Those who act on the prompting were rewarded and came away with great stories that they delight in repeating to family and friends.  Those who think that they’ll interview their family just as soon as they can get ‘round to it’ almost always end up sad.  Time and disease stay true to their course and the family member moves to the deceased column on their genealogy chart.

Their stories, memorized lineage facts and voices are stilled.  Lost.  Gone.

The law of ‘Round to it’ holds true to its physical image.  Round.  No edges.  Nothing protruding to lift the covers of time and expose the foundation, song, feel and flavor of family history.

Capture your past soon.  Don’t become a ‘round to it’ causality too.

28 September 2010 Posted by | Family History, Interviews | , , | Leave a comment

After Everyone is Gone

The funeral of an uncle in a family of faith is both a sad and yet a happy affair.  With a strong belief in life continuing after exiting a mortal body, stepping through the veil it just one more event in our eternal progression.

We weep at the loss of contact, advise, laughter, touch, feel, smell and idiosyncrasies of our deceased loved one but not as a result of any thought that they are permanently lost.  After all, the end of mortality is actually a graduation day.  It is all part of the plan.  Part of the process.

Family and friends gather at the funeral memorial to offer condolences, statements of love and to honor his life and good works.

In our community, a member or two of the family usually speaks at the funeral along with a church leader in an hour long program  They offer memories and funny anecdotes from the life of the deceased, finishing with statements of faith and eternal plans of growth and life. 

Then the transport of the body to the cemetery and its burial moves forward.

We line our cars in a funeral procession, light our headlights and slowly drive in a half-mile-long train winding our way through the city behind a slow hearse and police escort. 

Well, normally …

I hear his voice in my head saying, “ Oh bother.  More uncomfortable suits and ties.  More flowers than any man could reasonably want or enjoy.  More ceremony to appease the living ….  Hey! (wink and chuckle) There are a lot of good looking women here.” 

 

I laugh at the thought.  His kids did make a lot of effort to remove some of formal stodginess out of the burial process.  Except for his wife and daughter, the limos and motored procession of mourners is left at the cemetery gate to find their way to the grave on foot.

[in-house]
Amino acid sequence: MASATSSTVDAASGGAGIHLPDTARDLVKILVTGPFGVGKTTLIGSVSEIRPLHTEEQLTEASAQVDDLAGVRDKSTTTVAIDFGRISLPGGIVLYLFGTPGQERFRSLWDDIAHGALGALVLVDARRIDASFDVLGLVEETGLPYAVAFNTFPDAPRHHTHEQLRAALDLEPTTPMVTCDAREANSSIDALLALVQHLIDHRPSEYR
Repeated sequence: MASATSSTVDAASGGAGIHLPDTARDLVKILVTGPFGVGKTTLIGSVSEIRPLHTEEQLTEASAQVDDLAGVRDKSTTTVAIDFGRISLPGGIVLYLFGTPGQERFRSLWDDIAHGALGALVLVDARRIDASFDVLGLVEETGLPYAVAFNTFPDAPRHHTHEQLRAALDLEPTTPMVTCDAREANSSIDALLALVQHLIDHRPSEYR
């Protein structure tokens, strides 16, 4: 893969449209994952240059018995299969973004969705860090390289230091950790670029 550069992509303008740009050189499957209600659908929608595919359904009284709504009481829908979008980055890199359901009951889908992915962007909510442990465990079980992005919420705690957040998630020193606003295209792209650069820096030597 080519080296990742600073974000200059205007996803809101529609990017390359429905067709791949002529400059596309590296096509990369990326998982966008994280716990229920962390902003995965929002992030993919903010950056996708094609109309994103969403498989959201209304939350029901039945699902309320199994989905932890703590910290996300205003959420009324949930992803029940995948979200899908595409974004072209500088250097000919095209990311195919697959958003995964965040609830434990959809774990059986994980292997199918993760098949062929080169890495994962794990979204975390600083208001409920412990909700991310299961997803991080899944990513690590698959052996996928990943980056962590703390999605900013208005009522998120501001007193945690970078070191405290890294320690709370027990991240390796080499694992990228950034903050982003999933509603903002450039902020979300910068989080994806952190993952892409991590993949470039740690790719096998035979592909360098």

His body arrives in style in a caisson transport.  The team pulling it could be better, but there aren’t many matched teams in use today, so you do the best you can. 

The caisson is pure class though.  White, beveled glass windows that sparkle, and here in the west, the top hat is replaced by a cowboy hat. 

I verbally salute him, “You did it!  This is cool!  The Caddy body hauler is still parked in the garage where it belongs waiting to carry the fairer sex, not a manly man.”

 

His casket is borne by sons and grandsons to its final resting place and carefully set in place.  The sons carefully escort their mother to her chair near the grave.  They remove their boutonnieres and place them on the casket saying one last goodbye, briefly laying their hand on its finished surface before moving back to their own families so the proceedings can continue.

Everyone gathers close.  The officiator nods to the Veteran detail and a 21-gun salute rings through the winter air.  The commander of the local Veteran group is assisted by another member in carefully folding the flag that has covered their compatriot’s casket.  They respectfully present it to the grieving widow.

The grave is dedicated by the officiator, who then thanks all for attending and finishes saying the family would like all to return to the church for a meal of funeral potatoes, ham, salad, green Jello with shredded carrots in it and red Kool-aid.

 

The family reunion slowly moves away to continue their conversations, well wishing and photo taking back at the church … but I stay … alone.  I walk over to the city crew who will lower the casket and vault lid into the ground and tell them that they are burying my uncle.  That I’ll stay and watch.  That I have a great interest in the level of respect they afford his remains.

They look at me like I’m a little nuts, but my demeanor does not brook disbelief or misunderstanding.

Twenty minutes later, the pile of dirt is gone.  It hasn’t even left a stain on the surrounding grass.  The chairs and astroturf are gone.  The noise of the backhoe has been silenced. 

I stand by the effusive display of flowers and speak to my uncle.   “Well, they got you here ok.  I loved the caisson and 21-gun salute.  Your grandkids enjoyed letting the flotilla of white balloons gain their freedom in the sky.  Sorry about the flowers, but they won’t be here too long.  Your body is safe and honorably buried.  I’ll stop by later to make sure your headstone is well placed.”

 

I’ve missed the meal back at the church.  That’s ok.  My duty was at the grave.  I’ll see the family another time. 

A short three-step-stroll takes me to the graves of my grandparents.  I nod and say “hello” … and … “I’ll be back in a second”.  Three more steps take me to the graves of my great grandparents.  I touch their stone and say “Hi” knowing that none of them are here listening.  They are all talking to my uncle, catching up on events. 

However, I grin knowing they’ll all glance my way and laugh … who can resist watching me do a cemetery soft shoe shuffle before I turn with final nod and wave as I start the hike back to my car..

19 September 2010 Posted by | Cemetery, Tombstone | , , , , , | Leave a comment